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Not quite what I hoped
on 3 October 2013
Since the days of Monty Python it has perhaps been difficult for British readers to be objective about the Spanish Inquisition and I hoped this book might fill the gap. My own research interest at the time of purchase was in the area of religious reform in sixteenth century Spain and clearly the Inquisition still casts a long shadow over this area. I think that Pérez aim in this study was to try to provide that more objective overview, but if he would have us believe that things weren't as bad as made out, some of his statistics and anecdotes would regrettably only confirm our worst prejudice! He does show how religious orthodoxy was mixed up with enforcing the political interests of the emerging Spanish state. I think that his point might have been better made by some sort of comparison with other emerging nation states in the early modern period and how religious compliance generally became mixed up with political interests: in both Catholic and Protestant countries this is usually an unattractive tale.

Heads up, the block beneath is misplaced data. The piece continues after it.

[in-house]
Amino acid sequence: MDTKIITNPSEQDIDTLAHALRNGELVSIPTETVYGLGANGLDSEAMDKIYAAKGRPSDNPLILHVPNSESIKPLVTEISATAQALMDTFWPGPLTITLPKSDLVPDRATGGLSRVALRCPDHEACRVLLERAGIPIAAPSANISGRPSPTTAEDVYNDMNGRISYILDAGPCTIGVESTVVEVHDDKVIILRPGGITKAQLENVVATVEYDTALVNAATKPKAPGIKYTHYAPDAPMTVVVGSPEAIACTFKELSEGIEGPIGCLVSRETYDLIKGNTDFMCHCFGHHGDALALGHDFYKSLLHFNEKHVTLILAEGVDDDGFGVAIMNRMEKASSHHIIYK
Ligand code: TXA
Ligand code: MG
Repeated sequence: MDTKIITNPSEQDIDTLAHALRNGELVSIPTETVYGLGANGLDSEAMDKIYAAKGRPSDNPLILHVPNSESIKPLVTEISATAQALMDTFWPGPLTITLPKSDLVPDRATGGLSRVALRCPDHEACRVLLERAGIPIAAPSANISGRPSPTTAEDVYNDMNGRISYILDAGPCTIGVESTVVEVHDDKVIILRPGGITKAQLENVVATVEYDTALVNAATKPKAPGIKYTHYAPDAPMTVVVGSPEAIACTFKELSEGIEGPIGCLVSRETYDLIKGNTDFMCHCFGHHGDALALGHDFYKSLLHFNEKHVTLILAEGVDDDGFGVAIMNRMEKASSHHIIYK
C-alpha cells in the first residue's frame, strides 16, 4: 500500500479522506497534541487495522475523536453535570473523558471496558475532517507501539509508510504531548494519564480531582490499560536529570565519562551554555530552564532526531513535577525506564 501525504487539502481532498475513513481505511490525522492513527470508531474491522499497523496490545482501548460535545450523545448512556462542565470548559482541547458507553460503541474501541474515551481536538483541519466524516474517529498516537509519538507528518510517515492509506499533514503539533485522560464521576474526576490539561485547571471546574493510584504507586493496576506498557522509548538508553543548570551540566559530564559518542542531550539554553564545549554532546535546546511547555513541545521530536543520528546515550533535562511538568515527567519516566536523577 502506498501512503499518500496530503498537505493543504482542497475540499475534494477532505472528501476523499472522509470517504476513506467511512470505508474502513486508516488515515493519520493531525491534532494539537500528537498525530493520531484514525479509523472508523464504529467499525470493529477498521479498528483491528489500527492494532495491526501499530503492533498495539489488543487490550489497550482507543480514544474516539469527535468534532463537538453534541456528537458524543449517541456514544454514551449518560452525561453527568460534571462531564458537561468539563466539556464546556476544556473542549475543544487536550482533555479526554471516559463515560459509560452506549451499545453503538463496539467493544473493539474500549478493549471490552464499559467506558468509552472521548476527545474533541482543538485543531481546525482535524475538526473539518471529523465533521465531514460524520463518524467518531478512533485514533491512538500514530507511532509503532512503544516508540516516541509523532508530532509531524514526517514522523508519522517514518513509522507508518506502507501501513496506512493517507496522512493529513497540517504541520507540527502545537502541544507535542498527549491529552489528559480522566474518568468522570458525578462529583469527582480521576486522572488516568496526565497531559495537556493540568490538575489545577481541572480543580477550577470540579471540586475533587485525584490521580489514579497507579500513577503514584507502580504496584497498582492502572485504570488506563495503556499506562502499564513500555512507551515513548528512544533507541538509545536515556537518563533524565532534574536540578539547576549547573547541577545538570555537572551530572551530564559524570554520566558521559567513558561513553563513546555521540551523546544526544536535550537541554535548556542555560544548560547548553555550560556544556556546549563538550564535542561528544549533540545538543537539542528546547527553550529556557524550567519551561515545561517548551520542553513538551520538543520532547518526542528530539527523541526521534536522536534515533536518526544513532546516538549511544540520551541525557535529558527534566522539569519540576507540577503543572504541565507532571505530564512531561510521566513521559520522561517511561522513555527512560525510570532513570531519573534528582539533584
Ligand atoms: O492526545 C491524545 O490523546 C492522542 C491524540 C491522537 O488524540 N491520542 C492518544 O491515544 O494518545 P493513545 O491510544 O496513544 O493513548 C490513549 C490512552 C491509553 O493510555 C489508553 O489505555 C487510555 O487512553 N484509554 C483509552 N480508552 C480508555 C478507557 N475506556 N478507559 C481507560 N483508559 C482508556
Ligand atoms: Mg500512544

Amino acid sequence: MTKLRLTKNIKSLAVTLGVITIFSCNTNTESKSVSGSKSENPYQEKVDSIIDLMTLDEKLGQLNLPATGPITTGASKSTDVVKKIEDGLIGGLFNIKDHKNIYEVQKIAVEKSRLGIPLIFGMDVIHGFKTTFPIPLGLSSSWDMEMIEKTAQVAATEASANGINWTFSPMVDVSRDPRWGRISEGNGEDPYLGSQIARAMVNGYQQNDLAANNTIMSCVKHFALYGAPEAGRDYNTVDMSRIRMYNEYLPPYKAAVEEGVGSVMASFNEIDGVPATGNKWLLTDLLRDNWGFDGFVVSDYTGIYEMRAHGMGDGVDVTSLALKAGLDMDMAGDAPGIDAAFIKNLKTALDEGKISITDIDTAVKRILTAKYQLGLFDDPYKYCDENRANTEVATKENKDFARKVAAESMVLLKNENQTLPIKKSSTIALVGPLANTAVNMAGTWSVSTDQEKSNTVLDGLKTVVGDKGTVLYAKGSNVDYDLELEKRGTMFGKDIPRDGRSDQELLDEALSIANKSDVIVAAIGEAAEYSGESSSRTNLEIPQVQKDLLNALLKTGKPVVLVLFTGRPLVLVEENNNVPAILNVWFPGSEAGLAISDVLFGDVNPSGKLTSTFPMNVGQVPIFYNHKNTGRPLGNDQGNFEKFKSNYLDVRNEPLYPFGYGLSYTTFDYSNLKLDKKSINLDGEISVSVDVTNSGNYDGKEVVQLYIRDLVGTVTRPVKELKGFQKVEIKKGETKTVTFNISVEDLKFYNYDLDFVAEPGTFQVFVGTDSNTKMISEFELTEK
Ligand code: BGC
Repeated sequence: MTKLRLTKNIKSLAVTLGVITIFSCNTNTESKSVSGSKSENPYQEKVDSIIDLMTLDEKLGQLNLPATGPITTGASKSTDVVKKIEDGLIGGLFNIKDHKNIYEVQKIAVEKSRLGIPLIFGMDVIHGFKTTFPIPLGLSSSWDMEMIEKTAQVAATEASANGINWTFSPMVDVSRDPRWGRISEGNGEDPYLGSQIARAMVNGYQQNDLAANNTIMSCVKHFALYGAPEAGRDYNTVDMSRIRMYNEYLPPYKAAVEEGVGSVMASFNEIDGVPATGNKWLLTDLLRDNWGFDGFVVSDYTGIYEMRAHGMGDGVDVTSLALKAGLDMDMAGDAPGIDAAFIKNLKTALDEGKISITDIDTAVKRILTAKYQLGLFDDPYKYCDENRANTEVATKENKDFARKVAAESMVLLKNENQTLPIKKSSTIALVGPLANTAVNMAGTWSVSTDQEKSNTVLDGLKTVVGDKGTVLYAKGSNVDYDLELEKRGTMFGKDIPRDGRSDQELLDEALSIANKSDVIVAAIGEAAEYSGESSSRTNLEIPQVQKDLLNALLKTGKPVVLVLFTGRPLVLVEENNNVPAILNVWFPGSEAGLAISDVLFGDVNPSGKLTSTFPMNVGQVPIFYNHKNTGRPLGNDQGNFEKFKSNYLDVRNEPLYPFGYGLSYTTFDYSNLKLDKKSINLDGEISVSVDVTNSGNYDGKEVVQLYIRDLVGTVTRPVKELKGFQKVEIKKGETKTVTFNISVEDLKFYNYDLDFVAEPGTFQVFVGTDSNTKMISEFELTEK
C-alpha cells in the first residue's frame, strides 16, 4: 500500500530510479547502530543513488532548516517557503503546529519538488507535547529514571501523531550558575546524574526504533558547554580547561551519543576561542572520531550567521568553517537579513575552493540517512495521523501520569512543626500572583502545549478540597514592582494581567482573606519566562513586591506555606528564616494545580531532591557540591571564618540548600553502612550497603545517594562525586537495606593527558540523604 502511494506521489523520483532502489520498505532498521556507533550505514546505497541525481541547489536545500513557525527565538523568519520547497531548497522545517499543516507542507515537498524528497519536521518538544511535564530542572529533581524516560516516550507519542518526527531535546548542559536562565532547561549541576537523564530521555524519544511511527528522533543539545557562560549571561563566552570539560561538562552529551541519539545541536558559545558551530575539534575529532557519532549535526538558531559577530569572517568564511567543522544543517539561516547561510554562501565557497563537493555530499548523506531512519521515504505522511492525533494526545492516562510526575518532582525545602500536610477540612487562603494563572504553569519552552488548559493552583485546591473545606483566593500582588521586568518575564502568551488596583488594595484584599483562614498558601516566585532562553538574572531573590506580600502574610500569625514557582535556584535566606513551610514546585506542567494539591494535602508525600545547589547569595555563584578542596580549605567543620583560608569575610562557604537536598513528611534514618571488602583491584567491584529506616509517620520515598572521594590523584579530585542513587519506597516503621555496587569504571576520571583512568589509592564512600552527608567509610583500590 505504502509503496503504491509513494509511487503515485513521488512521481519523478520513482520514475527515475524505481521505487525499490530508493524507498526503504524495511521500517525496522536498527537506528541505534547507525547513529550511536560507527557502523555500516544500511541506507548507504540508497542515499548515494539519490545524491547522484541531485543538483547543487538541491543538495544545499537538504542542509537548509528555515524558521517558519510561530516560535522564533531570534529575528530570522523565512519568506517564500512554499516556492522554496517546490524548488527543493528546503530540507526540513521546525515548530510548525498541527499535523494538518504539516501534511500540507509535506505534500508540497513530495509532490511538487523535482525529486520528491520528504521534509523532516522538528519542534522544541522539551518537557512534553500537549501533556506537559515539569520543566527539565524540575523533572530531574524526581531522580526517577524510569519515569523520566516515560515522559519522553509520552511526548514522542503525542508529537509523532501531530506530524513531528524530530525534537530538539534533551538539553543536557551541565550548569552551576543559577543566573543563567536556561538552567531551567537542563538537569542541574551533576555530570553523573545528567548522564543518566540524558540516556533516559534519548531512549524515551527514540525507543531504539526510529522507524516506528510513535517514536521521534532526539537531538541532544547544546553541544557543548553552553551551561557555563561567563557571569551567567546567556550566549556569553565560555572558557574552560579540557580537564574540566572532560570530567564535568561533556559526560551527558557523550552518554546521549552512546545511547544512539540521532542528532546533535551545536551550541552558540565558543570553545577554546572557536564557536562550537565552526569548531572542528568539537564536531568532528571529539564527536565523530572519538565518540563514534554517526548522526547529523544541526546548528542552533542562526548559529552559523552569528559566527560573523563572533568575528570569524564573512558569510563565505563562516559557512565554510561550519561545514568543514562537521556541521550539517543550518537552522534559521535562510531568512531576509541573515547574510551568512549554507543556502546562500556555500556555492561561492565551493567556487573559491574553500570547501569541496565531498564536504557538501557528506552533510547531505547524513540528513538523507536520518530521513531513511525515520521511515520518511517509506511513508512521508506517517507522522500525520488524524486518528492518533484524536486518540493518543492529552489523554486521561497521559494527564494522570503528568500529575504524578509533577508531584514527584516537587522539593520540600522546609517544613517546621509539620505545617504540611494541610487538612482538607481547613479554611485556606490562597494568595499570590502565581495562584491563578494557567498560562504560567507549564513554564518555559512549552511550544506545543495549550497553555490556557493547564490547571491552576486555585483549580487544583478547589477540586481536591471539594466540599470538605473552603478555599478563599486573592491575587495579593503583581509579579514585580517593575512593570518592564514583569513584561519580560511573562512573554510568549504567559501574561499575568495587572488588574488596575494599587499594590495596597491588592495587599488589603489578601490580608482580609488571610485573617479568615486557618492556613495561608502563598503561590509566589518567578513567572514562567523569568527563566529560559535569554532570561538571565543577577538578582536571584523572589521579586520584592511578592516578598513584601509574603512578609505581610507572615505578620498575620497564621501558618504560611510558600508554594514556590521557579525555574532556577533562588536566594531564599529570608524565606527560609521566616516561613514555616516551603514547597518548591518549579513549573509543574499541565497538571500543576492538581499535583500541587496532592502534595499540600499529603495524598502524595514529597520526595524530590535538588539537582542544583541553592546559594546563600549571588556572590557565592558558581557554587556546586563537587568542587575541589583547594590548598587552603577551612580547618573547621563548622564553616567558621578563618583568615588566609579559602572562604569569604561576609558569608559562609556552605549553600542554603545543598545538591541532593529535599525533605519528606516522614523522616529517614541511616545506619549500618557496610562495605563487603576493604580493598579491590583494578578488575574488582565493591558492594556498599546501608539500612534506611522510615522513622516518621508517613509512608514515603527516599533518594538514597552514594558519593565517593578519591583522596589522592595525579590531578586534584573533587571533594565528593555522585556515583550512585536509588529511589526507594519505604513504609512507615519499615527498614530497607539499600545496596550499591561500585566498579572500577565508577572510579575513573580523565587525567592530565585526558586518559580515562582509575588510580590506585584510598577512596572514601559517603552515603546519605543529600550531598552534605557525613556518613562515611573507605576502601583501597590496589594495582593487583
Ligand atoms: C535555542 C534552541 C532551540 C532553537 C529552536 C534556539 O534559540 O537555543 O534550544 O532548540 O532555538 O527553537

In recent years historians such as Eamon Duffy have invited us to go behind the somewhat un-nuanced popular presentation of the reception of Protestant reform in Tudor England, but I fear that if we are looking for similar scholarship to challenge us on the Inquisition this is not yet it.